To subscribe or not to subscribe? That is the e-commerce question. We’ve all signed up for subscriptions or loyalty programs for things we liked in the past but don’t like as much today and for all of us at a certain stage the time comes where we have to decide which subscriptions to keep and which to end.
It’s hard to decide and if you hesitate over keeping or not among more memberships you can imagine which one you enjoy the most or simply follow Marie Kondo’s rule and focus on the subscriptions that “spark joy”. If they don’t you might think of unsubscribing.
As COVID-19 turned the world upside down, we scrambled to find safe ways to get the things we love and enjoy. Not only did we change how we live and work, we also changed our purchasing habits, while brands rushed to adjust to a world beyond brick-and-mortar stores. Consumer demand for subscription offerings skyrocketed in the last year and a half, indicating a dramatic shift in our buying behaviour.
We all know subscription giants like Amazon, Netflix and Spotify, but this model is emerging in all sorts of sectors. For example, in the travel sector, subscription and loyalty programs have been around in the airline and hotel industries since the ‘80s, started by established brand names such as American Airlines, United Airlines, Hilton, Holiday Inn and Marriott.
In 2017, eDreams launched the world’s first travel subscription service, eDreams Prime, giving travellers access to flight and hotel discounts and special promotions and reaching more than one million global members this year.
The epidemic has affected the travel industry the most, therefore having a subscription-based model during the tourism downturn has been a lifeline for many travel brands.
But more than purely commercial transactions, subscriptions are a way to leverage and build loyalty on solid foundations. They create a relationship with implicit added value. In fact, loyalty is emotive: we put our trust in the subscription model, we want engagement in real time, we want a memorable experience and, most importantly, we want to belong.
According to data from the Subscribed Institute at Zuora in Boston, during the I Meet Hotel webinar on loyalty in June, the subscription economy has registered a growth of 350% in the last 7.5 years, exhibiting an annual increase of 26%, far outstripping the regular economy.
We are much more open to the idea of paid loyalty, and it’s not about money. Analysts argue that the hallmarks of a successful subscription travel business can be measured by members’ retention, perception of real value and levels of engagement. So, how is loyalty changing, and what does it mean for the travel industry?
Travel loyalty reinvented
Subscriptions: a more resilient model for travel brands
Subscriptions and memberships represent a way for travel companies to create lasting relationships with consumers but turning customers into brand loyalists is no easy feat.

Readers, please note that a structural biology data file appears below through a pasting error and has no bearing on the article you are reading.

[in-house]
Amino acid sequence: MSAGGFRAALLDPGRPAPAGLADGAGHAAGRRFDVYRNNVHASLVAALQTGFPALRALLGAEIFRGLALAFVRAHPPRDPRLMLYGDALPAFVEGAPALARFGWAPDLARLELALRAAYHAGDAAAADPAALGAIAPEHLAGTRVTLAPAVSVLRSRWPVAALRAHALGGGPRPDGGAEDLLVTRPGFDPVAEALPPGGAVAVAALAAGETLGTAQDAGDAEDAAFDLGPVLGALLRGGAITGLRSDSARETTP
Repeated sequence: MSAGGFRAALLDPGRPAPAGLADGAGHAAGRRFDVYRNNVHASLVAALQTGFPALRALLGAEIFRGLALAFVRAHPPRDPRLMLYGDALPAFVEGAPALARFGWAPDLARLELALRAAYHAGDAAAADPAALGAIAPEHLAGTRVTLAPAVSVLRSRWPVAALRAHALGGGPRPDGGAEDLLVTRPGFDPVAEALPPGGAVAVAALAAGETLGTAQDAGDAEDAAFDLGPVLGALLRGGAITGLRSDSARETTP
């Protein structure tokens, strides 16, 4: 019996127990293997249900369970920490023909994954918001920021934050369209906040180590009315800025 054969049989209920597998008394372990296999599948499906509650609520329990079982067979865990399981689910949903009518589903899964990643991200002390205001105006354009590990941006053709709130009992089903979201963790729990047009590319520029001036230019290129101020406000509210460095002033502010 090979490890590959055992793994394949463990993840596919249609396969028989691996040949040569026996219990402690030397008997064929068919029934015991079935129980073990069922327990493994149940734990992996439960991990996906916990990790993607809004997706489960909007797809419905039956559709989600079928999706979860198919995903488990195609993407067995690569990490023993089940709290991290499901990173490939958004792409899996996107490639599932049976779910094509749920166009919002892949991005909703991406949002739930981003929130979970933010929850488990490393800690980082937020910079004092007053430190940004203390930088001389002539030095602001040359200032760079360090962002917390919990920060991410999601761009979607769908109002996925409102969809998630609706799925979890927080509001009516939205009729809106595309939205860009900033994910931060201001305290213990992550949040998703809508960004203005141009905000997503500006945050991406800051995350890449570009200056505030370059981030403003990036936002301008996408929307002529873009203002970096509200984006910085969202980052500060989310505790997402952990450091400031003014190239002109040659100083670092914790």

In order to improve customer retention, travel membership models are evolving to embrace different aspects of travellers’ lives beyond the trip. Services that were once considered a perk, such as a travel agency providing a list of activities to do at the destination, no longer cuts it for the average customer.
This is also a result of the trend in worldwide tourism today: the increasing demand for experiential travel. “Consumers want to have life-fulfilling experiences when they travel, and they are seeking travel experiences that closely align to their own personal values,” said Laura Fink, VP of marketing at American Express Travel. We want to travel better, on a deeper emotional and more personal level.
When buying subscription services, travellers are committed beyond just a one-time purchase, even though they aren’t always rewarded for their consumption patterns. They want to access products and services however they fit in their lifestyle and this freedom engenders loyalty.
Targeting a new wave of remote workers
Being able to work from anywhere in the world spurred an alternative type of travel. The digitalization of the workplace and office culture over the past year has led to a boom in a form of lifestyle that was already popular before the pandemic: the so-called “digital nomadism”.
Short term rental providers saw their average length of stay driven upwards by on-the-move workers and travel subscriptions, such as eDreams Prime, became even more handy to help to hop from one place to another and travel further whilst saving money on every booking.
Recently, the hotel chain Citizen M launched a subscription service targeting freelancers or digital nomads, who want to “travel the world without missing a beat at work.” Charging a flat rate of £50 per night when purchasing one full month, subscribers receive the ability to stay at any Citizen M property for 30 consecutive days and discounts on food and beverages.
How travel loyalty programs are adapting to COVID-19